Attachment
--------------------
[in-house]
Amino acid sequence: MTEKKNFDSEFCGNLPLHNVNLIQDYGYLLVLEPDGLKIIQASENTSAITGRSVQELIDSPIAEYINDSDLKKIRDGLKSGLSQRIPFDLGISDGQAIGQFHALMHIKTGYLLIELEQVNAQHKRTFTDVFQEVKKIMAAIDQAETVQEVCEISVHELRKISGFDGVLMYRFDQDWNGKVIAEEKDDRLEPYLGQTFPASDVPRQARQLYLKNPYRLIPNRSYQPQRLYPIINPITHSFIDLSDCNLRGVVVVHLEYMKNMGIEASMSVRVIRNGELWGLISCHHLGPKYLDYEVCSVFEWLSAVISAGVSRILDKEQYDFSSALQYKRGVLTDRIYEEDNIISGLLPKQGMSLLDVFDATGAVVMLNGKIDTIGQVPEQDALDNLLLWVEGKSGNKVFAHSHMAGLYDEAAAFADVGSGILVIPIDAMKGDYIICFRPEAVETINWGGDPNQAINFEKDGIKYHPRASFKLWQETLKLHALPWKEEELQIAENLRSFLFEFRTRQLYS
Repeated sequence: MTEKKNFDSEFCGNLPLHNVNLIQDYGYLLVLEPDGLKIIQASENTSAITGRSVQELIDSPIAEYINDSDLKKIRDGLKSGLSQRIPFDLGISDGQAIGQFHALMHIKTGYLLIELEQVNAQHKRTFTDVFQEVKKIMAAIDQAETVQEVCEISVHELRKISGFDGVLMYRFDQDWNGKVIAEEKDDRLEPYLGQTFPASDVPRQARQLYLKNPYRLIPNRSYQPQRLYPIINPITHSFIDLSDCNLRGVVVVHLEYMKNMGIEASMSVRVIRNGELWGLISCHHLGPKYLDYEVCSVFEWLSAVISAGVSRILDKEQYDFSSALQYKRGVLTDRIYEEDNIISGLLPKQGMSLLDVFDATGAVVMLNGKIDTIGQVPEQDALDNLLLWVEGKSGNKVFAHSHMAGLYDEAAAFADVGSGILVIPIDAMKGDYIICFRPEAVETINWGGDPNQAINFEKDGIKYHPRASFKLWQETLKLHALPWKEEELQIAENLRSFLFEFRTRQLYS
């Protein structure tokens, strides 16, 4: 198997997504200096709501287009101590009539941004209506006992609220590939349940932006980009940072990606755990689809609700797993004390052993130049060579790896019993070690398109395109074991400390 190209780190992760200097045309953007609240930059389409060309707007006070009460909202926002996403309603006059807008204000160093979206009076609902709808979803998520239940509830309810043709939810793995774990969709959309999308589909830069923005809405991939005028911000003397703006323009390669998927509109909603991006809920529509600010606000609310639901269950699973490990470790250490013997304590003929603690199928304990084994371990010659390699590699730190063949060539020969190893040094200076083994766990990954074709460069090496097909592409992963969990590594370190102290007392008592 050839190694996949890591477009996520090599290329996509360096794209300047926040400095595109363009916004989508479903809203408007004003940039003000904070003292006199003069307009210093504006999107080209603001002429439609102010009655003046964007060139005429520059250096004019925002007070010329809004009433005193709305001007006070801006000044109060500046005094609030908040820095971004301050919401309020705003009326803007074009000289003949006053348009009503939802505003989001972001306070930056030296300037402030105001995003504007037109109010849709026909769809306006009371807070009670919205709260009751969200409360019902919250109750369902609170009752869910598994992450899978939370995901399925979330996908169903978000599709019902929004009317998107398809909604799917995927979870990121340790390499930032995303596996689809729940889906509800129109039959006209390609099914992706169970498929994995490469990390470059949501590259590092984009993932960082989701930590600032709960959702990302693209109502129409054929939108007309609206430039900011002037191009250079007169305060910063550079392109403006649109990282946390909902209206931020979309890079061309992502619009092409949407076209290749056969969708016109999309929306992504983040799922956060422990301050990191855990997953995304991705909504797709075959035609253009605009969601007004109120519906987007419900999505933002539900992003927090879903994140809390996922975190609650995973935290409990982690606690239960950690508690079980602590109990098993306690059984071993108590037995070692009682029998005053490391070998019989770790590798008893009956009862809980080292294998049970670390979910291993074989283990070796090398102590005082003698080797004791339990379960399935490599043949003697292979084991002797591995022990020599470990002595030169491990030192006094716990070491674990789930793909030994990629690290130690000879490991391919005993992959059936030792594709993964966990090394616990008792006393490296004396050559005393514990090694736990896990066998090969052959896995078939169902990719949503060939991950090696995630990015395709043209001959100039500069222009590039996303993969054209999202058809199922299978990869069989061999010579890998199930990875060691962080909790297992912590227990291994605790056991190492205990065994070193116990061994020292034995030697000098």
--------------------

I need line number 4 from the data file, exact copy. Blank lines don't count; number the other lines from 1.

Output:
């Protein structure tokens, strides 16, 4: 198997997504200096709501287009101590009539941004209506006992609220590939349940932006980009940072990606755990689809609700797993004390052993130049060579790896019993070690398109395109074991400390 190209780190992760200097045309953007609240930059389409060309707007006070009460909202926002996403309603006059807008204000160093979206009076609902709808979803998520239940509830309810043709939810793995774990969709959309999308589909830069923005809405991939005028911000003397703006323009390669998927509109909603991006809920529509600010606000609310639901269950699973490990470790250490013997304590003929603690199928304990084994371990010659390699590699730190063949060539020969190893040094200076083994766990990954074709460069090496097909592409992963969990590594370190102290007392008592 050839190694996949890591477009996520090599290329996509360096794209300047926040400095595109363009916004989508479903809203408007004003940039003000904070003292006199003069307009210093504006999107080209603001002429439609102010009655003046964007060139005429520059250096004019925002007070010329809004009433005193709305001007006070801006000044109060500046005094609030908040820095971004301050919401309020705003009326803007074009000289003949006053348009009503939802505003989001972001306070930056030296300037402030105001995003504007037109109010849709026909769809306006009371807070009670919205709260009751969200409360019902919250109750369902609170009752869910598994992450899978939370995901399925979330996908169903978000599709019902929004009317998107398809909604799917995927979870990121340790390499930032995303596996689809729940889906509800129109039959006209390609099914992706169970498929994995490469990390470059949501590259590092984009993932960082989701930590600032709960959702990302693209109502129409054929939108007309609206430039900011002037191009250079007169305060910063550079392109403006649109990282946390909902209206931020979309890079061309992502619009092409949407076209290749056969969708016109999309929306992504983040799922956060422990301050990191855990997953995304991705909504797709075959035609253009605009969601007004109120519906987007419900999505933002539900992003927090879903994140809390996922975190609650995973935290409990982690606690239960950690508690079980602590109990098993306690059984071993108590037995070692009682029998005053490391070998019989770790590798008893009956009862809980080292294998049970670390979910291993074989283990070796090398102590005082003698080797004791339990379960399935490599043949003697292979084991002797591995022990020599470990002595030169491990030192006094716990070491674990789930793909030994990629690290130690000879490991391919005993992959059936030792594709993964966990090394616990008792006393490296004396050559005393514990090694736990896990066998090969052959896995078939169902990719949503060939991950090696995630990015395709043209001959100039500069222009590039996303993969054209999202058809199922299978990869069989061999010579890998199930990875060691962080909790297992912590227990291994605790056991190492205990065994070193116990061994020292034995030697000098």